Mexico City: Two police officers have been charged with fatally shooting a US citizen and a US legal resident at a highway checkpoint near Saltillo in the northern border state of Coahuila, prosecutors said Monday.
Police apparently tried to cover up the killings with a now-discredited story that the Americans fired at officers first.
The two officers of the elite, SWAT-style GROM police squad were manning a highway checkpoint near Saltillo on October 28, when the two men later identified as the Americans allegedly failed to stop at the checkpoint.
A statement issued by police later that day claimed the officers “gunned down two armed civilians after they (officers) responded to an armed attack.”
The police account said the two men were speeding and tried to avoid the checkpoint. “Several yards down the road they fired their weapons several times at the GROM officers, who chased them,” the statement said. It said that “the officers returned fire, killing the two suspects.”
An official in the state prosecutors’ office said contradictions in that version led investigators to test the Americans’ hands for gunpowder residue and none was found. The official said the two men were simply driving through Coahuila on a highway that heads south. Rules of the prosecutors’ office do not allow the official to be quoted by name.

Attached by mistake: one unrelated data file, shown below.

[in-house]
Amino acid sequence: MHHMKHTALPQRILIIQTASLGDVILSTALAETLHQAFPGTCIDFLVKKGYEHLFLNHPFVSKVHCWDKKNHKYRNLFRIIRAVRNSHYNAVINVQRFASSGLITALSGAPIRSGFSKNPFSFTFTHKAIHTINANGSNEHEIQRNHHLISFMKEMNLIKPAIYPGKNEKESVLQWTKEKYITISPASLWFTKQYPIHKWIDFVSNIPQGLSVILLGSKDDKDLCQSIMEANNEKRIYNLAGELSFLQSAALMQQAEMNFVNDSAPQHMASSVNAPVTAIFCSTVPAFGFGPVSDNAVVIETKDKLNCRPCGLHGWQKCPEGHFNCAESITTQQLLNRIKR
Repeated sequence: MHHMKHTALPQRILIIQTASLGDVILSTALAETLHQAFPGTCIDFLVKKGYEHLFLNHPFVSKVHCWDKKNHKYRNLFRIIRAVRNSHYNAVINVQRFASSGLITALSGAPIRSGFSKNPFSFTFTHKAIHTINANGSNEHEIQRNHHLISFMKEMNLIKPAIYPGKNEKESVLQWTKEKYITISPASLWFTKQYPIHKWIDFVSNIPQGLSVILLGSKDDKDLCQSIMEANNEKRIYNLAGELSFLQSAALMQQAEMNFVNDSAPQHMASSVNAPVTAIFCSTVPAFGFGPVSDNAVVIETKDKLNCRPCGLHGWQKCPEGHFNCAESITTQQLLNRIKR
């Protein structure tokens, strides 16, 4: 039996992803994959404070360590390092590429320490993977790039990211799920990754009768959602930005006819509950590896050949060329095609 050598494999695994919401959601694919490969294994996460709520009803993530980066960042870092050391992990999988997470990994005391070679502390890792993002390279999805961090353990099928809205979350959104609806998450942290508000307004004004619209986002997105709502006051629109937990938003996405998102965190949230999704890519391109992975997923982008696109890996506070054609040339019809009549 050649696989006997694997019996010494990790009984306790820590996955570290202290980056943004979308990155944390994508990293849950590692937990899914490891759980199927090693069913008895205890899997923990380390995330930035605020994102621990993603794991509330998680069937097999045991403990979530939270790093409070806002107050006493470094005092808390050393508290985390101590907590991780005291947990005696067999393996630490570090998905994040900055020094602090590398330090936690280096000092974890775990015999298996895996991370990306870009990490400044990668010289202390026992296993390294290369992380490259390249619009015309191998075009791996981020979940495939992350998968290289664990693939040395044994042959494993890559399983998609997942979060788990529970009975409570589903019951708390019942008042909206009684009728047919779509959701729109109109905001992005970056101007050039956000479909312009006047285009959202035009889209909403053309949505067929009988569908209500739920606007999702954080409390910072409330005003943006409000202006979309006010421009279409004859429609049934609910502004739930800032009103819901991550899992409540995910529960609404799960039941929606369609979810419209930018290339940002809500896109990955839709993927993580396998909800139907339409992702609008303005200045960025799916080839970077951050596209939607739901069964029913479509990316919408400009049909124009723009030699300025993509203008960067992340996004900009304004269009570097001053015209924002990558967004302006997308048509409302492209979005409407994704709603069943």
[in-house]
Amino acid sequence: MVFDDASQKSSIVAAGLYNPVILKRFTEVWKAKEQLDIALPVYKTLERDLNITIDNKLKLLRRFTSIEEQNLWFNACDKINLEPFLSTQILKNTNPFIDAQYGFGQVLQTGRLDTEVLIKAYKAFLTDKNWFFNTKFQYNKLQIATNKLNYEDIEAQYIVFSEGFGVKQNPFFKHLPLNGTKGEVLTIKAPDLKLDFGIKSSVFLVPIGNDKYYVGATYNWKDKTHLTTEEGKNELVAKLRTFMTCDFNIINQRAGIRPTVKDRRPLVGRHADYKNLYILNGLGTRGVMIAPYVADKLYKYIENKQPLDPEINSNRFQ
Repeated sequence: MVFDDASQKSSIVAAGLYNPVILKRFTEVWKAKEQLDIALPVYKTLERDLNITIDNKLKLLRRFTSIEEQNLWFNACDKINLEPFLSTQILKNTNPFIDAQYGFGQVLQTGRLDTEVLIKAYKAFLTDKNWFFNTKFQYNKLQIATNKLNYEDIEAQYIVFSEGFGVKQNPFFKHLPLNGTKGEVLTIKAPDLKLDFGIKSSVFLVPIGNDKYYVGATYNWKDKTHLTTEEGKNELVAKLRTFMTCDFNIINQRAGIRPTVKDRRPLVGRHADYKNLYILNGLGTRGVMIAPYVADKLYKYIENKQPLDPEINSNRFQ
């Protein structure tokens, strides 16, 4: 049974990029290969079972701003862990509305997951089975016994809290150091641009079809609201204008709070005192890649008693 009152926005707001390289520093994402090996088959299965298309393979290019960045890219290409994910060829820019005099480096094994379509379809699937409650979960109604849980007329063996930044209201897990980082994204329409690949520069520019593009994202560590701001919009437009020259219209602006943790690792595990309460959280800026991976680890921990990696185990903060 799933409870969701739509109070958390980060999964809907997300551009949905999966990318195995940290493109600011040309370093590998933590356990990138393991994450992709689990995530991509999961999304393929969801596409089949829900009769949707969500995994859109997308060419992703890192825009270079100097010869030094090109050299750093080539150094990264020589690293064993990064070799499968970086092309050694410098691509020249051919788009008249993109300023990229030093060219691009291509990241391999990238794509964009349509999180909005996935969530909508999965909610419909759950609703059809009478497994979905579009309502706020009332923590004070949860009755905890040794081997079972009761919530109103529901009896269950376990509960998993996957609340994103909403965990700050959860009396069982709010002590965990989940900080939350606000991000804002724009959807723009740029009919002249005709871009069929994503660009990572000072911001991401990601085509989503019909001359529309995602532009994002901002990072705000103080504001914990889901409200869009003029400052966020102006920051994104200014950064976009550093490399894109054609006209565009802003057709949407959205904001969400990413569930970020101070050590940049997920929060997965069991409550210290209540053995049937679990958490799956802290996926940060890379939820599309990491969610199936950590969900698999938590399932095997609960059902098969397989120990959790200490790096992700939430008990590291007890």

The two police officers are in jail awaiting arraignment on first-degree homicide charges.
The official identified the US resident as Edgar Valdes Rodriguez of Kansas City, Missouri. The US State Department identified the dead US citizen as Demetrius Atkins, giving no hometown.
The case recalls a 2010 killing of another American at a checkpoint in Mexico, where police and soldiers have a reputation for sometimes tending to shoot first and ask questions later.
In August 2010, soldiers killed Joseph Proctor, a 32-year-old New York native, at a roadblock near his home north of Acapulco.
The military said the construction worker tried to attack the soldiers with an AR-15 rifle. His family fought the claim and pressed for an investigation. Weeks later, the Mexican Defense Department released a report to his mother, Donna Proctor, saying three soldiers were charged in the death.